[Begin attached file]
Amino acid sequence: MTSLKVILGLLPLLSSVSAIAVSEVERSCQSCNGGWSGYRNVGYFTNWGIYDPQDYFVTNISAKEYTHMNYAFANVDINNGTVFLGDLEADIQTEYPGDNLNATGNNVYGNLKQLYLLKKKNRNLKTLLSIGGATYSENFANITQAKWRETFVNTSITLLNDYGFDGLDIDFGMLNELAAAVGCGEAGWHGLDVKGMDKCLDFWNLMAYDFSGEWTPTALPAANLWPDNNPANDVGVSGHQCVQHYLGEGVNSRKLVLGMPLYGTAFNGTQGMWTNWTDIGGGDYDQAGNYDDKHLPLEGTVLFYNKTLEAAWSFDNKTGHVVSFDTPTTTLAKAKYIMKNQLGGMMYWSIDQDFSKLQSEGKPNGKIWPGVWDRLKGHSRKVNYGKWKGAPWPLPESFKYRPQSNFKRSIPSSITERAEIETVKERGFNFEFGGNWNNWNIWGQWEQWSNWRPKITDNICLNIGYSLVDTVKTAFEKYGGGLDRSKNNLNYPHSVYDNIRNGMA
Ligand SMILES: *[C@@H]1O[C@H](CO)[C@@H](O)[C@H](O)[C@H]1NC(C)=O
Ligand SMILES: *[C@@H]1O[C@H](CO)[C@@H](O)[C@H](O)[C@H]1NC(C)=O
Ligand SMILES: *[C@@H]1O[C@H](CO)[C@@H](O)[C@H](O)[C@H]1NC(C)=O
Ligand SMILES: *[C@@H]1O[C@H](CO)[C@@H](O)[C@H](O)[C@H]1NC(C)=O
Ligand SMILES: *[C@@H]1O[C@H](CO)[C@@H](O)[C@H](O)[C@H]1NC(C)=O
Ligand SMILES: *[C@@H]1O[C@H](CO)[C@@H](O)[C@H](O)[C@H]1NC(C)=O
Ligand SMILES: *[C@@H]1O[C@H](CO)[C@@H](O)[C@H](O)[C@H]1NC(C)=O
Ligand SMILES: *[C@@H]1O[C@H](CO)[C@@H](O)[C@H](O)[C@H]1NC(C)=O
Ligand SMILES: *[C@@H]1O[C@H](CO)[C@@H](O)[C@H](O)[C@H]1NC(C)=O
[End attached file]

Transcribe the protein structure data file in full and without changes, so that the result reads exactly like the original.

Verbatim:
Amino acid sequence: MTSLKVILGLLPLLSSVSAIAVSEVERSCQSCNGGWSGYRNVGYFTNWGIYDPQDYFVTNISAKEYTHMNYAFANVDINNGTVFLGDLEADIQTEYPGDNLNATGNNVYGNLKQLYLLKKKNRNLKTLLSIGGATYSENFANITQAKWRETFVNTSITLLNDYGFDGLDIDFGMLNELAAAVGCGEAGWHGLDVKGMDKCLDFWNLMAYDFSGEWTPTALPAANLWPDNNPANDVGVSGHQCVQHYLGEGVNSRKLVLGMPLYGTAFNGTQGMWTNWTDIGGGDYDQAGNYDDKHLPLEGTVLFYNKTLEAAWSFDNKTGHVVSFDTPTTTLAKAKYIMKNQLGGMMYWSIDQDFSKLQSEGKPNGKIWPGVWDRLKGHSRKVNYGKWKGAPWPLPESFKYRPQSNFKRSIPSSITERAEIETVKERGFNFEFGGNWNNWNIWGQWEQWSNWRPKITDNICLNIGYSLVDTVKTAFEKYGGGLDRSKNNLNYPHSVYDNIRNGMA
Ligand SMILES: *[C@@H]1O[C@H](CO)[C@@H](O)[C@H](O)[C@H]1NC(C)=O
Ligand SMILES: *[C@@H]1O[C@H](CO)[C@@H](O)[C@H](O)[C@H]1NC(C)=O
Ligand SMILES: *[C@@H]1O[C@H](CO)[C@@H](O)[C@H](O)[C@H]1NC(C)=O
Ligand SMILES: *[C@@H]1O[C@H](CO)[C@@H](O)[C@H](O)[C@H]1NC(C)=O
Ligand SMILES: *[C@@H]1O[C@H](CO)[C@@H](O)[C@H](O)[C@H]1NC(C)=O
Ligand SMILES: *[C@@H]1O[C@H](CO)[C@@H](O)[C@H](O)[C@H]1NC(C)=O
Ligand SMILES: *[C@@H]1O[C@H](CO)[C@@H](O)[C@H](O)[C@H]1NC(C)=O
Ligand SMILES: *[C@@H]1O[C@H](CO)[C@@H](O)[C@H](O)[C@H]1NC(C)=O
Ligand SMILES: *[C@@H]1O[C@H](CO)[C@@H](O)[C@H](O)[C@H]1NC(C)=O